Genetic Counseling for Cancer
While cancers may develop by due to internal cellular changes, some individuals have a strong family history of cancer that may suggest an inherited predisposition. The most common inherited cancers involve those of the breast, colon and ovaries.
Cancer genetic counseling helps patients to make informed medical decisions based on their own personal risk assessment. Genetic counseling can also help to provide the patient’s family with important cancer risk information. These interventions can have a significant impact on a person's life by allowing them to better manage their health and reduce their risk of developing cancer through increased awareness, screening and management.
What to Expect from Genetic Counseling
- Genetic counseling generally includes the following to assess a person's risk for developing specific cancers:
- A review of medical history and other cancer risk factors (i.e. smoking)
- Family history
- An estimate of the likelihood that cancers in a family are related to a hereditary cancer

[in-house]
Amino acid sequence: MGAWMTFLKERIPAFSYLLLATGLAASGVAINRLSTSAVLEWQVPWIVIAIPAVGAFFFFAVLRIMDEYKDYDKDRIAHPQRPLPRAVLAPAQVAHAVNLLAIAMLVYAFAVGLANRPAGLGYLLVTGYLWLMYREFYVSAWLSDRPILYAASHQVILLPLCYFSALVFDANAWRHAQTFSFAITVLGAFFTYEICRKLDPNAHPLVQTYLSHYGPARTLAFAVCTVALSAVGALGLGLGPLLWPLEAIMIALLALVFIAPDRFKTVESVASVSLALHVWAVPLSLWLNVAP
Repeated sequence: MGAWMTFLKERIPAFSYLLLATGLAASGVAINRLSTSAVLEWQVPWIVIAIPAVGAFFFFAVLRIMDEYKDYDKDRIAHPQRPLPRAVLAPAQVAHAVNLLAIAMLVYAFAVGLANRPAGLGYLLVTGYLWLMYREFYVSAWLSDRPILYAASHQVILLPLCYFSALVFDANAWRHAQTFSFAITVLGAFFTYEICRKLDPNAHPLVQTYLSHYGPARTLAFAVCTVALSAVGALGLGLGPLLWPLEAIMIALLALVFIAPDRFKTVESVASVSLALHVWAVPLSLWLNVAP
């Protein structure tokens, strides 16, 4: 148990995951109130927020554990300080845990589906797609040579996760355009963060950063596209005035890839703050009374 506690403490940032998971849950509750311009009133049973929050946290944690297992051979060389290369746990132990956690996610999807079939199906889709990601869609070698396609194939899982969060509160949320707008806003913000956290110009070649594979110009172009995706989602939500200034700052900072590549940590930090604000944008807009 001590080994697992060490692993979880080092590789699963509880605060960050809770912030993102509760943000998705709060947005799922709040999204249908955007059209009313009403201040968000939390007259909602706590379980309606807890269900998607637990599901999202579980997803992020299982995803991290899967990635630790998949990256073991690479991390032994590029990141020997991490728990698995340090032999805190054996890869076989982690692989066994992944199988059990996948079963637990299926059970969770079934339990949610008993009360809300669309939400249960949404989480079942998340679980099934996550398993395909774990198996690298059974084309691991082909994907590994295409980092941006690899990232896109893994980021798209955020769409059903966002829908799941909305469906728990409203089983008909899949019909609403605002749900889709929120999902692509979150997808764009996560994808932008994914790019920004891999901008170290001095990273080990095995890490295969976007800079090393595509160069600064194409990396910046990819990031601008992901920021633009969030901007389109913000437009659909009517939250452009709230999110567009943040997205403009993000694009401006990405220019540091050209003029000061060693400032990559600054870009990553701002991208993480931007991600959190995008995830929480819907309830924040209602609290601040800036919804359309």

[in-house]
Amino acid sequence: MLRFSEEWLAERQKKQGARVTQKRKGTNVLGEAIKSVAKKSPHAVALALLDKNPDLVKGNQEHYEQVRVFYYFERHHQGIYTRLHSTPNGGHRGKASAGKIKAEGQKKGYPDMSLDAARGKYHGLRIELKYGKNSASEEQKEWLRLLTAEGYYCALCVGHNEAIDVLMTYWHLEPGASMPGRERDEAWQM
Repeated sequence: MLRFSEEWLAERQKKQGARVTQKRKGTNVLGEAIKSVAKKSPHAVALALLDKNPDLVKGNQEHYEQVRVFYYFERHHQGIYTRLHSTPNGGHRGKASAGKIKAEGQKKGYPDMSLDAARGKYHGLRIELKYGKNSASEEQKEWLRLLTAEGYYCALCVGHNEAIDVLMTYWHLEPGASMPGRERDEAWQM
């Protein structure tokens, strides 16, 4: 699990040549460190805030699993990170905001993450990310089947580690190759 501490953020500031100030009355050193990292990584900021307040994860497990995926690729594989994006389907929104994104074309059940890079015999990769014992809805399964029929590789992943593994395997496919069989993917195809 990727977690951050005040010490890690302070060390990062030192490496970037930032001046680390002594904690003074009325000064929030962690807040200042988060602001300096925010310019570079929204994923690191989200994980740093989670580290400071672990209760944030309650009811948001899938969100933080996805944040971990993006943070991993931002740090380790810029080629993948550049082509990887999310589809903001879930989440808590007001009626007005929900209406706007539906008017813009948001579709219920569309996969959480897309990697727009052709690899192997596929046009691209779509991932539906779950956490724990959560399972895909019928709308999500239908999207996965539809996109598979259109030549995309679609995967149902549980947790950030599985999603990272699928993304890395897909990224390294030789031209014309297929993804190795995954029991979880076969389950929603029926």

- Recommendations for cancer screenings and other risk-reducing strategies
- Discussion of the benefits, limitations and risks of genetic testing
- Genetic test(s), if appropriate, and a follow-up meeting to discuss results
Would Genetic Counseling Be Helpful for Me?
Genetic counseling is appropriate for individuals with a personal and/or family history of:
- Cancer occurring at a younger age than average (diagnosed younger than age 50)
- Cancer in two or more first and/or second degree relatives on the same side of the family
- Prostate cancer with family history
- Rare type of cancer, such as male breast cancer
- Multiple primary tumors (for example, a woman with two primary breast cancers, a woman with colon and endometrial cancer or a man with primary colon and stomach cancer)
- Cancer in both breasts or multiple cancers
- Ashkenazi (Eastern European) Jewish ancestry with significant personal and/or family history of breast or ovarian cancer
Genetic Counseling Referral
For more information, please talk to your oncology provider, who can refer you to a genetic counselor at an area hospital.